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Editorials

Prescription charges: change overdue?

BMJ 1998; 317 doi: https://doi.org/10.1136/bmj.317.7157.487 (Published 22 August 1998) Cite this as: BMJ 1998;317:487

Britain can learn from systems of copayments based on drugs' effectiveness

  1. T Walley, Professor of clinical pharmacology.
  1. Department of Pharmacology and Therapeutics, University of Liverpool, Liverpool L69 3GF

    The NHS prescription charge, currently £5.80, is not related to the cost of the medicine but is a tax for the use of NHS services, intended partly to deter excessive demand for prescriptions. Its deterrent value is currently limited: about half the population are exempt, and only 14% of prescriptions are charged for.1 The charge itself is criticised as a tax on the sick for its rate of rise and high level.2 About 60% of prescriptions cost less than the charge, and many doctors now offer private prescriptions to non-exempt patients, where this will cost less than the charge,3 or advise patients to buy some medicines over the counter.4 Non-exempt patients are less likely to get a prescription dispensed than exempt patients.5 Many anomalies exist: patients with some diseases, such as hypothyroidism, pay no charges even for unrelated medicines, while some groups, such as elderly people, are entirely exempt, irrespective of their financial circumstances.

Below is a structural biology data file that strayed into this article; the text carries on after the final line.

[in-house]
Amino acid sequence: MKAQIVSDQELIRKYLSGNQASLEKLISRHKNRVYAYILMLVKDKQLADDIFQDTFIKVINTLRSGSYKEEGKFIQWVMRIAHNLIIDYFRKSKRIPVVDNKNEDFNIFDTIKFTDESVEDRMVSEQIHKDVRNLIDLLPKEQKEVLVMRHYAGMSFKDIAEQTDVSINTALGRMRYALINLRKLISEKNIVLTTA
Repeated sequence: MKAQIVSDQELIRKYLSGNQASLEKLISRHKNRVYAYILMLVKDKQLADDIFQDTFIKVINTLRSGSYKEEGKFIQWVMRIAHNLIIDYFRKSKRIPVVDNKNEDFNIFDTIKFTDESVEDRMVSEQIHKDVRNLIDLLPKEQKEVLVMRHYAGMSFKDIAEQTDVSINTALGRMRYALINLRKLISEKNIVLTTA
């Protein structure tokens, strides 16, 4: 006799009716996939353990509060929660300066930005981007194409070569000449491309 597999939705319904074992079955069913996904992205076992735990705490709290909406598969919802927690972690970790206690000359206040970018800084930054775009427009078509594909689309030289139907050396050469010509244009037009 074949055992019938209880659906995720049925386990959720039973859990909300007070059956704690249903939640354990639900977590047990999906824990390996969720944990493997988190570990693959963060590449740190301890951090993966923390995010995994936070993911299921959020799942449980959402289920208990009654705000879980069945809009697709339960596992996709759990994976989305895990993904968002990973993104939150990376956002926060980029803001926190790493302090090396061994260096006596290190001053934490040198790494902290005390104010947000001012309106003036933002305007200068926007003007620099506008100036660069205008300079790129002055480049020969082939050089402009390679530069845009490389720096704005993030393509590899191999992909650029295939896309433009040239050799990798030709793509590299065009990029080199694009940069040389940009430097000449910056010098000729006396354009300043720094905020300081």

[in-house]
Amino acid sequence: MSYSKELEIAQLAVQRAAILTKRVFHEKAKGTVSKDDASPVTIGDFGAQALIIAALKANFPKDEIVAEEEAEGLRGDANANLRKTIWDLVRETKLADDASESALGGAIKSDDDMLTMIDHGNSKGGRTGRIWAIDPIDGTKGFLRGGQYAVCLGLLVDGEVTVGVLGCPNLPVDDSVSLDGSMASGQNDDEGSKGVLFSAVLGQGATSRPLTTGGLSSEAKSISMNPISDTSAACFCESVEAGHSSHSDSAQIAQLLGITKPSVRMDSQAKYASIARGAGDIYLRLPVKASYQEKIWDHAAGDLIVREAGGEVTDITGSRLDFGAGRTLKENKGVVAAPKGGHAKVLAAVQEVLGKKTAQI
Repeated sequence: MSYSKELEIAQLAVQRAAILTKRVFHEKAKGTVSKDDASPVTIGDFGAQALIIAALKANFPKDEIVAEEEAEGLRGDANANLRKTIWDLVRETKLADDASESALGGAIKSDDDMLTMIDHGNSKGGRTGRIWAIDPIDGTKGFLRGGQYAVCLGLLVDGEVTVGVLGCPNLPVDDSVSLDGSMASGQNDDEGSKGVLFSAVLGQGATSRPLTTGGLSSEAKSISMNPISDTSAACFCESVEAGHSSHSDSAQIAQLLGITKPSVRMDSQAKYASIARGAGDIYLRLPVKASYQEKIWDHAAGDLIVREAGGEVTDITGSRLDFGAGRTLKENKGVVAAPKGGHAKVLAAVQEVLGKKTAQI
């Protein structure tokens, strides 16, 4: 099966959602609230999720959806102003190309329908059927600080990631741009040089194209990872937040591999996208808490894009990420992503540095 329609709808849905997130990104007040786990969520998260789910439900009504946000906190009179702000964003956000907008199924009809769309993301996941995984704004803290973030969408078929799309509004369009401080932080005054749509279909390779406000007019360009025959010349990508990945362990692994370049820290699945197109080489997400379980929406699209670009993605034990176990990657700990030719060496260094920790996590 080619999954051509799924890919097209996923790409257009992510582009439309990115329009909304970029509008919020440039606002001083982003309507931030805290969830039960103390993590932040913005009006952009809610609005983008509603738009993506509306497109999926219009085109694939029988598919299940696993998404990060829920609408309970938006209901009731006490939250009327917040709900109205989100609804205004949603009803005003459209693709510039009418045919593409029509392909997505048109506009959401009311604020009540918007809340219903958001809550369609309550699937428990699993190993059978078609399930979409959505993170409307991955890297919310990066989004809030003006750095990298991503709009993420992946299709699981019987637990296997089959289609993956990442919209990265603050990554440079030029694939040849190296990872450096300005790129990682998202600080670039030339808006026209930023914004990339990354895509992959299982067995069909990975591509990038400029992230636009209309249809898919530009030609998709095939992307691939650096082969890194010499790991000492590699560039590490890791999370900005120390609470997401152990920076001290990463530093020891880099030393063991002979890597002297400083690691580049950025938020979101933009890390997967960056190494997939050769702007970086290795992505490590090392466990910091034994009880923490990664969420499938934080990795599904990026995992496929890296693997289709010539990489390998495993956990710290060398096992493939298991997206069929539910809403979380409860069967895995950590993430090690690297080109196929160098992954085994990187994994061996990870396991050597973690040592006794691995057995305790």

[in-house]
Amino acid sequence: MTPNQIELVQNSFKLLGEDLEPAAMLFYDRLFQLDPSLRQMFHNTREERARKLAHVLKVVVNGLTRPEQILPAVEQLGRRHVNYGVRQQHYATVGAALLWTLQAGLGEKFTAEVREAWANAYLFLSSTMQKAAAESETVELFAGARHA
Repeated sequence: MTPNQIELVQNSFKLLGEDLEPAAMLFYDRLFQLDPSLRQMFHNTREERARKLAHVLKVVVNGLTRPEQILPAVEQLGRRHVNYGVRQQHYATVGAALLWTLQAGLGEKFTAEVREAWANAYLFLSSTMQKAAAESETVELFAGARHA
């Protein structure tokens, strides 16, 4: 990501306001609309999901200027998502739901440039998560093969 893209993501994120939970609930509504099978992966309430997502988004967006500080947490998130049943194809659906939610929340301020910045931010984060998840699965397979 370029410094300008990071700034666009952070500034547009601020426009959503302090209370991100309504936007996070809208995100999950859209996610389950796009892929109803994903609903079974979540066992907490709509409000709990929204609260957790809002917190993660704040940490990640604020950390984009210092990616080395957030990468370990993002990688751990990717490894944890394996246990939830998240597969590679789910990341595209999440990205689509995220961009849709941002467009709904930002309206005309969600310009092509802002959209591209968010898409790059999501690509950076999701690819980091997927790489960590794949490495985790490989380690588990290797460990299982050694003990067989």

A recent review concluded that while patient copayments do reduce medicine use, they reduce the use of both desirable and less desirable medicines.6 Experience in Australia suggests that any such detrimental effect is short lived,7 and in the United Kingdom increases in prescription charges lead to only a slight decrease in prescriptions dispensed to non-exempt patients8—in part because the doctor, less sensitive to the charge than the patient, is often the decision maker.

    What are the options for reforming the system? In 1994 the House of Commons Health Committee suggested a lower charge but with fewer exemptions.9 Another, less crude, approach is to adopt a more selective policy targeted against medicines that are only marginally effective or cost ineffective.10 Several countries run such systems. In France patient copayments range from 0% for essential medicines to 100% for so called “comfort medicines,” but the potential deterrent is often negated by private health insurance.6 In Italy medicines are classified by an expert committee as A (essential for the treatment of chronic illnesses and fully reimbursed), B (effective, but either not essential or poorly cost effective, and reimbursed at only 50%), or C (effective and inexpensive but used only for short periods, or ineffective, and not reimbursed). This policy reduced annual spending on medicines by a third over two years while apparently improving the quality of prescribing.11

    Under a similar scheme in the United Kingdom effective treatment for all major illnesses and conditions could be free while less effective or cost effective medicines12 attracted a payment from the patient. Medicines could be categorised (a job perhaps for the new National Institute for Clinical Excellence) as follows.

    The A list would contain a selection of effective medicines, no more than 200-300, but sufficiently comprehensive to allow treatment of all major conditions, and free of charge to all.

    B list medicines are either no more effective than A list medicines, or offer minor benefits at a disproportionate cost. These might require a low copayment, perhaps related to the cost of the prescription, to a preset maximum. A maximum cumulative annual copayment per patient should also be set.